The Vietnam Navy has commissioned the first of six Project 636M Varshavyanka-class diesel-electric submarines, HQ 182- Hanoi, during a ceremony held at Cam Ranh port in southern Vietnamese province of Khanh Hoa.
In December 2009, Russia signed $2bn contract with Vietnam for supply of six submarines to Vietnam to strengthen its ability to defend the country, reports RIA Novosti.
Under the contract, Russia will also provide training for the Vietnamese submarine crews, while deliveries of the submarines are scheduled to be complete by 2016.
Xinhua cites deputy defence minister and navy commander, Admiral Nguyen Van Hien as saying that the submarine's crew should be aware of their political missions and targets.
Vietnam's state-run news agency VNA quotes Captain Nguyen Van Quan as saying that the sailors will work hard to make effective use of the newly inducted submarine.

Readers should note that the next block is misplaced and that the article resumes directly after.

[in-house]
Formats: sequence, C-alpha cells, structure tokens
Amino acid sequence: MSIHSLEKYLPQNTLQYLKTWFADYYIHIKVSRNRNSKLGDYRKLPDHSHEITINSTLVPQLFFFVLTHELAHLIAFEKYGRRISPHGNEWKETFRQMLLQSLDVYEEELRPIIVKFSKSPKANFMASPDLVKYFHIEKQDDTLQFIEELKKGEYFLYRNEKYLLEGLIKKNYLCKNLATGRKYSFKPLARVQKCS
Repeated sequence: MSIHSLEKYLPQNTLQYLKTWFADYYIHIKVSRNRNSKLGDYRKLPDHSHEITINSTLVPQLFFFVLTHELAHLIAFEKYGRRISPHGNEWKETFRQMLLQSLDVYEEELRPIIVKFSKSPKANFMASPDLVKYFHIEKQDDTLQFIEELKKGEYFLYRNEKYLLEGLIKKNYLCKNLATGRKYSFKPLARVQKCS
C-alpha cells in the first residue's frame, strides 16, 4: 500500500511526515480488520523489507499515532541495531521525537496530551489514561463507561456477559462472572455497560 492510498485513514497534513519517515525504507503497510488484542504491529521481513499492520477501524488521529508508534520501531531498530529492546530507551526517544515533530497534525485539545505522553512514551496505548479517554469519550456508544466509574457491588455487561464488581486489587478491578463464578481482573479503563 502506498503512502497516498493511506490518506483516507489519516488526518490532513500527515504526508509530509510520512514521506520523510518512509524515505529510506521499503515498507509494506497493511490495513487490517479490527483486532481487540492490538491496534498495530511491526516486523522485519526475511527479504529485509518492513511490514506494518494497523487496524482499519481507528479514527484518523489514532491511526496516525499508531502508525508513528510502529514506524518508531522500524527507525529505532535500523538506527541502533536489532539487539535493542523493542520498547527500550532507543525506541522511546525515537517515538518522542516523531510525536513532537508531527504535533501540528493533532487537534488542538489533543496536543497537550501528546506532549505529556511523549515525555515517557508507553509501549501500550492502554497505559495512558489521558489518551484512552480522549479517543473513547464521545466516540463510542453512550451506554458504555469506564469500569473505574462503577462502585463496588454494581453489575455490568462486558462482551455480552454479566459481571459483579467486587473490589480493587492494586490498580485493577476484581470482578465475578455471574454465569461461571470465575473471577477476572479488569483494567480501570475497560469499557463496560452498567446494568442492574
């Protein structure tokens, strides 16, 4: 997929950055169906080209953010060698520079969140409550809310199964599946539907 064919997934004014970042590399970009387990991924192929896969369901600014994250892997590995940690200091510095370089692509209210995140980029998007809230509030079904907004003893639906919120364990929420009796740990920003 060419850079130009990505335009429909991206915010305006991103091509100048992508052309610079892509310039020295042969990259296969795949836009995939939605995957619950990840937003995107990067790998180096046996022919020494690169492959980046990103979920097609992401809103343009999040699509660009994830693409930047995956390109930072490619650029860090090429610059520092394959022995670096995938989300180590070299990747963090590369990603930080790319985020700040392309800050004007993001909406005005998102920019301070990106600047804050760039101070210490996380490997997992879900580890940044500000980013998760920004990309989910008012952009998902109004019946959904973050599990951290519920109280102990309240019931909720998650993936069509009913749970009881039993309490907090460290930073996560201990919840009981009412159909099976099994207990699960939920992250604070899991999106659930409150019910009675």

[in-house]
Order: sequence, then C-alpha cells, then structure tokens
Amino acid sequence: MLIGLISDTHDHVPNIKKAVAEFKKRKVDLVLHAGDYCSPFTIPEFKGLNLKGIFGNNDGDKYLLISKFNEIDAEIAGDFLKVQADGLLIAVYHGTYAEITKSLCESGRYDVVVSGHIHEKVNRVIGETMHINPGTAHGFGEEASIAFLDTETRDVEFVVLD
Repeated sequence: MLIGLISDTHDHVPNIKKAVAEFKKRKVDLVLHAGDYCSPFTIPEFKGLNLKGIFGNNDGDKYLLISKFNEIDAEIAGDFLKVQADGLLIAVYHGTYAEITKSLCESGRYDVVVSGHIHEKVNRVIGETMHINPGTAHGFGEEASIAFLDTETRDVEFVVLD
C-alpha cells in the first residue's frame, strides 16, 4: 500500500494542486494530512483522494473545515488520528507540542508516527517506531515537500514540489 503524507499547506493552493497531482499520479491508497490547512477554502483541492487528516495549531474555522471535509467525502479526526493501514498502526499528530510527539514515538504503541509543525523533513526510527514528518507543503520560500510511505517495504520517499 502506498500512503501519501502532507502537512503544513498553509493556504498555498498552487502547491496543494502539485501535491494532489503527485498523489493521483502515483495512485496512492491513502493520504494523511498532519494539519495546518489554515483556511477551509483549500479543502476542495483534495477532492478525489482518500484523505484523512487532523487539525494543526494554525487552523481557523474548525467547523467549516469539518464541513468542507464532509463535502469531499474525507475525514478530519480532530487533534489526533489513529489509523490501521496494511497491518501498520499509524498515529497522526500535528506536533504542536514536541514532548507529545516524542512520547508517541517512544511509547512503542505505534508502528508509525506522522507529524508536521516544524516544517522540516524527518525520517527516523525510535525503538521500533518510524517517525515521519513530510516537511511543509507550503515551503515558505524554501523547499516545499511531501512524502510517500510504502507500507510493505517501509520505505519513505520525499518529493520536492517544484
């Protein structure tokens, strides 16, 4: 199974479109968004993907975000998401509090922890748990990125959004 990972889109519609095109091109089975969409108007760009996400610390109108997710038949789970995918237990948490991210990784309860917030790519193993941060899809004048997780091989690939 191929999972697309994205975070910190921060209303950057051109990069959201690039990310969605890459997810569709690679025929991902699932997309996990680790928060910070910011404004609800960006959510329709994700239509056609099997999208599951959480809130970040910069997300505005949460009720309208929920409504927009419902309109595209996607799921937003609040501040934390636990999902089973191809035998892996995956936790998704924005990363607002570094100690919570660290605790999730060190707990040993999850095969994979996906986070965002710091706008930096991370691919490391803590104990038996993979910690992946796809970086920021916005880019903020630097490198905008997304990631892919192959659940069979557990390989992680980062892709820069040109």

Capable of conducting anti-shipping and anti-submarine missions in shallow waters, the improved Kilo-class submarines feature stealth technology with extended combat range to strike targets on land, sea surface and underwater.
The Varshavyanka-class boats are integrated with advanced stealth technology to provide strike land, surface and underwater targets at extended combat ranges.
Equipped with 533mm torpedo tubes, the boats are also armed with torpedoes, mines and Kalibr 3M54 cruise missiles to support anti-shipping and anti-submarine missions in shallow waters.
The 3,100t submarines are capable of accommodating a crew of 52 and are currently under construction at the Admiralteiskie Verfi shipyard in St. Petersburg, Russia.
Capable of cruising at a speed of 20k, the submarines can also conduct missions such as coastal defence, mine laying, general reconnaissance and patrol operations, according to USNI News.
Designed by Russian-based Rubin Central Maritime Design Bureau and originally built at the Komsomolsk shipyard, the Russian Kilo-class submarines first entered into service in the early 1980s.